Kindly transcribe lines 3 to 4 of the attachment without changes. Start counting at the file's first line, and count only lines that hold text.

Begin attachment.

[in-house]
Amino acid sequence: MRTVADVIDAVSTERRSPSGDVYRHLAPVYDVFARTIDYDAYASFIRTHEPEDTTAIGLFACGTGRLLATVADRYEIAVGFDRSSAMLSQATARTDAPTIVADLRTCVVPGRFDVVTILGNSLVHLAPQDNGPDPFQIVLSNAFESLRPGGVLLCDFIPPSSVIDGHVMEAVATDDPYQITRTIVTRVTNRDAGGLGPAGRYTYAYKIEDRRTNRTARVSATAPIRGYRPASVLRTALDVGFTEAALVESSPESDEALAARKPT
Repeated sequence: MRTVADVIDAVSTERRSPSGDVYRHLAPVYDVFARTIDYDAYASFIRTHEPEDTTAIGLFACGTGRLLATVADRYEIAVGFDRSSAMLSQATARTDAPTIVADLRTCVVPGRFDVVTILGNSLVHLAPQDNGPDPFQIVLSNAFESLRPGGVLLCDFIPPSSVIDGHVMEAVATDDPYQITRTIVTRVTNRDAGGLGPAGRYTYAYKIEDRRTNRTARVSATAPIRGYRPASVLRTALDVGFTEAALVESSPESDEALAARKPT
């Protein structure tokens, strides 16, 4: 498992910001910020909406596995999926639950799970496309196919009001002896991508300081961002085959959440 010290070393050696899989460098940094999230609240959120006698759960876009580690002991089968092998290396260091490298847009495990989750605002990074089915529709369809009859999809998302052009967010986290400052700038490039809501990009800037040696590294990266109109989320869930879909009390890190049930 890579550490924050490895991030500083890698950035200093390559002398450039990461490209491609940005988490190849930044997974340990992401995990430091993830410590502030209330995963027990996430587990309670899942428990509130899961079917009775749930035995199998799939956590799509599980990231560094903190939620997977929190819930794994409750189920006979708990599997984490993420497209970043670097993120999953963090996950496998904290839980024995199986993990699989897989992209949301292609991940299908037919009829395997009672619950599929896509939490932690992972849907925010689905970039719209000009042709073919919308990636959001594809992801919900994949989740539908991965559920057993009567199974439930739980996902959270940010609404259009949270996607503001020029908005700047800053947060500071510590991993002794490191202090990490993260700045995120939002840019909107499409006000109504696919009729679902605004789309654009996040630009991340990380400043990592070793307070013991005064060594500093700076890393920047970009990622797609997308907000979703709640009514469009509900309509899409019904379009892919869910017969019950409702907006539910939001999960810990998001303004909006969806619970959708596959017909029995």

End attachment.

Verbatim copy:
Repeated sequence: MRTVADVIDAVSTERRSPSGDVYRHLAPVYDVFARTIDYDAYASFIRTHEPEDTTAIGLFACGTGRLLATVADRYEIAVGFDRSSAMLSQATARTDAPTIVADLRTCVVPGRFDVVTILGNSLVHLAPQDNGPDPFQIVLSNAFESLRPGGVLLCDFIPPSSVIDGHVMEAVATDDPYQITRTIVTRVTNRDAGGLGPAGRYTYAYKIEDRRTNRTARVSATAPIRGYRPASVLRTALDVGFTEAALVESSPESDEALAARKPT
């Protein structure tokens, strides 16, 4: 498992910001910020909406596995999926639950799970496309196919009001002896991508300081961002085959959440 010290070393050696899989460098940094999230609240959120006698759960876009580690002991089968092998290396260091490298847009495990989750605002990074089915529709369809009859999809998302052009967010986290400052700038490039809501990009800037040696590294990266109109989320869930879909009390890190049930 890579550490924050490895991030500083890698950035200093390559002398450039990461490209491609940005988490190849930044997974340990992401995990430091993830410590502030209330995963027990996430587990309670899942428990509130899961079917009775749930035995199998799939956590799509599980990231560094903190939620997977929190819930794994409750189920006979708990599997984490993420497209970043670097993120999953963090996950496998904290839980024995199986993990699989897989992209949301292609991940299908037919009829395997009672619950599929896509939490932690992972849907925010689905970039719209000009042709073919919308990636959001594809992801919900994949989740539908991965559920057993009567199974439930739980996902959270940010609404259009949270996607503001020029908005700047800053947060500071510590991993002794490191202090990490993260700045995120939002840019909107499409006000109504696919009729679902605004789309654009996040630009991340990380400043990592070793307070013991005064060594500093700076890393920047970009990622797609997308907000979703709640009514469009509900309509899409019904379009892919869910017969019950409702907006539910939001999960810990998001303004909006969806619970959708596959017909029995």